How ‘The Umbrella Academy’ VFX Supervisors Everett Burrell & Chris White Brought Talking Chimp To Life For Superhero Series — Exclusive Video

With its complex character and environmental work, The Umbrella Academy brought a long list of challenges for VFX supervisor Everett Burrell.

Based on comic books created by Gerard Way and Gabriel Bá, the Netflix series centers on a dysfunctional family of adopted sibling superheroes, who reunite following their father’s mysterious death to counter the threat of an impending apocalypse.

Starting out on the project, Burrell was tasked with bringing each of its characters’ powers to life in post, while supporting its portrait of an idiosyncratic, crumbling world. Then, there was Pogo, a talking chimpanzee character who needed to appear as real on screen as any of the actors with whom he shared scenes. “He’s not a dragon; he’s not a giant alien creature,” Burrell reflects. “He’s this character that lives and breathes inside the academy, along with everybody else.”

As ambitious and effects-heavy as The Umbrella Academy was, Burrell decided to seek outside assistance with Pogo, embracing the expertise of New Zealand’s Weta Digital and VFX supervisor Chris White. Well-versed in the primate world following their work on the Planet of the Apes franchise, the storied VFX outfit “leveraged all that [experience]” for its first television project, White says. At the same time, achieving maximal realism with Pogo was no simple endeavor, as he explains in the exclusive featurette above.

To White, what made Pogo a particularly complex character was the extent of his intelligence, as reflected in dialogue-heavy exchanges with the principal cast.

What excited you about the idea of working on The Umbrella Academy?

Everett Burrell: Dr. Pogo was a character that really sparked my brain, when I talked to [showrunner] Steve Blackman, because they didn’t quite know how to do it. They were thinking about maybe a guy in a suit or a prosthetic, that kind of thing, and the more I thought about it, the more I thought, “Wow, we should talk to Weta.” Because I knew they went down a lot of avenues that are very similar to that in the early Apes films. I didn’t want us to make similar mistakes, and we certainly didn’t have hundreds of millions of dollars to spend on finding that solution. We had to find a solution quickly, and Weta was the solution to that problem.

Chris, what was the draw for you?

White: I wasn’t as familiar with the comic books, but then when I picked it up and saw the look of it, that was the initial thing, because it seemed a little bit different—just interesting characters, and different things going on. So, that was the first appeal, and I’ve also been curious to work on a television series for a while. Then, I met Everett and Steve Blackman, and after talking with those guys, I was really into it.

Up to this point, Weta has worked principally on films. What does it take to get the company interested in working on a television series?

White: We are somewhat new to it, but it doesn’t actually take that much to get people excited about it. There’s so much interesting TV work going on now that my crew was pretty into the project, just because it’s faster, it’s fun and it’s a little bit different work than you have with a film.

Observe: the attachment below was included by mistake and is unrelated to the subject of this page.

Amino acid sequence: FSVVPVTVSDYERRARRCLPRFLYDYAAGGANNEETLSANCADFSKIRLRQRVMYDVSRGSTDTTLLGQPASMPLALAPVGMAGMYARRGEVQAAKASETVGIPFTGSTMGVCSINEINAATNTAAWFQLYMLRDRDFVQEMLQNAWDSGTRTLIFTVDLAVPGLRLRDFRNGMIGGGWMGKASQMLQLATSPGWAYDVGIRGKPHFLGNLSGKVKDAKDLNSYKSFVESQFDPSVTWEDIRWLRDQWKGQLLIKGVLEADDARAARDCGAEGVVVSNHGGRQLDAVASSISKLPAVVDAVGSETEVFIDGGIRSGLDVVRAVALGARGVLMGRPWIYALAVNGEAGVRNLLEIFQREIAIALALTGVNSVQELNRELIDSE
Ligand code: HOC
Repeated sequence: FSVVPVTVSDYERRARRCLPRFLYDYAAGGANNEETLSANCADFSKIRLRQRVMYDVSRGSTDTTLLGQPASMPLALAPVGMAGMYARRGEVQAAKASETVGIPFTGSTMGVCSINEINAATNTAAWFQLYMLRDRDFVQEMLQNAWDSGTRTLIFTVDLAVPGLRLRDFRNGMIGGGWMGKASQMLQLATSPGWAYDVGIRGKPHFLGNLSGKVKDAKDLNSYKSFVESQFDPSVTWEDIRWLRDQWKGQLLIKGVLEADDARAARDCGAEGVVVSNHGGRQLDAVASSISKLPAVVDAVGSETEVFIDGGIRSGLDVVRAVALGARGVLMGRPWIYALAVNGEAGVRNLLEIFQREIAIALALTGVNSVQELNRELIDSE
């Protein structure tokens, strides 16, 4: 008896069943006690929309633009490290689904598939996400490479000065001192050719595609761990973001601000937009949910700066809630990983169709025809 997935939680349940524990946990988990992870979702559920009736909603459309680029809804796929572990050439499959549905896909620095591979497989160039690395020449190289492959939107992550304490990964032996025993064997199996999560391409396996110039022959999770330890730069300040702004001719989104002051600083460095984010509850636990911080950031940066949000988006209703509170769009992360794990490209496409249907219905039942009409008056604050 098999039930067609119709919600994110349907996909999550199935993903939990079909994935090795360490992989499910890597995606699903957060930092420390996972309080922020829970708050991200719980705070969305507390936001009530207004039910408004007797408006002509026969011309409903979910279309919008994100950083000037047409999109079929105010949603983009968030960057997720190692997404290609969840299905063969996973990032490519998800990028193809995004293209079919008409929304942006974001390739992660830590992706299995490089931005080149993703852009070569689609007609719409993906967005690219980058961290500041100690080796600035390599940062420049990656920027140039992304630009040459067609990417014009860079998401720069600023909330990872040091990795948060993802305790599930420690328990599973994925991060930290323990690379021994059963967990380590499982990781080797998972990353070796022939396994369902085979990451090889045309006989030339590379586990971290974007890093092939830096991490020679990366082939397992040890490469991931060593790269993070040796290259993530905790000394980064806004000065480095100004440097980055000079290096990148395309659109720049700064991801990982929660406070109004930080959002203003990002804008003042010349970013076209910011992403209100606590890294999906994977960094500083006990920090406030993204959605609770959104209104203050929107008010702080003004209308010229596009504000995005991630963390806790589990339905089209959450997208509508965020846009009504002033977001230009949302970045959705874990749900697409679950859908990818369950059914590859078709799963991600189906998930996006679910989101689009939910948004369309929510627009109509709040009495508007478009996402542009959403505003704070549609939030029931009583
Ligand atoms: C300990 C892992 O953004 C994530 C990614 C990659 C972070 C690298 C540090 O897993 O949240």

What did you discuss in your first meetings about The Umbrella Academy, in terms of opportunities and challenges with the series, and desirable visual qualities?

White: The first meeting we had with Steve Blackman at their facility, we were talking about the Pogo character design, and Steve just took me through the look and feel he wanted. Some of the things we discussed were his nature, his clothing and his glasses, too. It was definitely something where he wanted him to be really appealing.

Burrell: The apocalypse was certainly a challenge, as well as all the characters’ superpowers and how they manifest over time. They start off pretty subtle and kind of work their way up to 10, so that was a challenge, trying to find a happy medium of “Less is more,” in a certain way, and ramping up to the final episode. I think we started off really big, just to know the end point, and then we backed off from there. We knew that we always had Level 10 ready, but we had to figure out Levels 1 through 5, in terms of intensity.

How did you go about bringing the principal characters’ powers to life?

Burrell: The first one we R&D’d was Number 5, his ability to spatial jump, and we tried to come up with different looks on that, in terms of making it organic, and how liquidy [it should look], how much time and the world bends around him when he jumps, and how quick it should be. Is it 30 frames? Is it 10 frames? We started really big, and made this very elaborate, organic simulation effect, and then it ultimately came down to like 10 frames.

Allison’s had to be very subtle, when she whispers—her rumor effect—just a little bit of air distortion. Klaus had a little glow on his hands, and sees Ben as this kind of blueish spirit, and then it eventually just gets bigger, and he finally manifests Ben, with these giant tentacles that emerged from his chest. That was very elaborate. We hinted at it in Episode 1, that he sees some silhouettes behind the glass, and then we go all-the-way crazy berzerk in Episode 10.

To try to find that arc was interesting, and at first, we were never supposed to see him that realized. That kind of came late in the script, so when we did it in Episode 1, we said, “Oh, that’s just a one-off, we’d never see that again.” Then, Steve made the announcement: “Oh yeah, we’ve got to see him fully realized,” so we had to go back to the drawing board and rebuild those tentacles to be a little more up close and personal.

Could you talk a bit about the kinds of environmental work you did on this series? One of the most remarkable instances is one in which we’re able to see into all the different levels and rooms of The Umbrella Academy at once, as if it’s a dollhouse.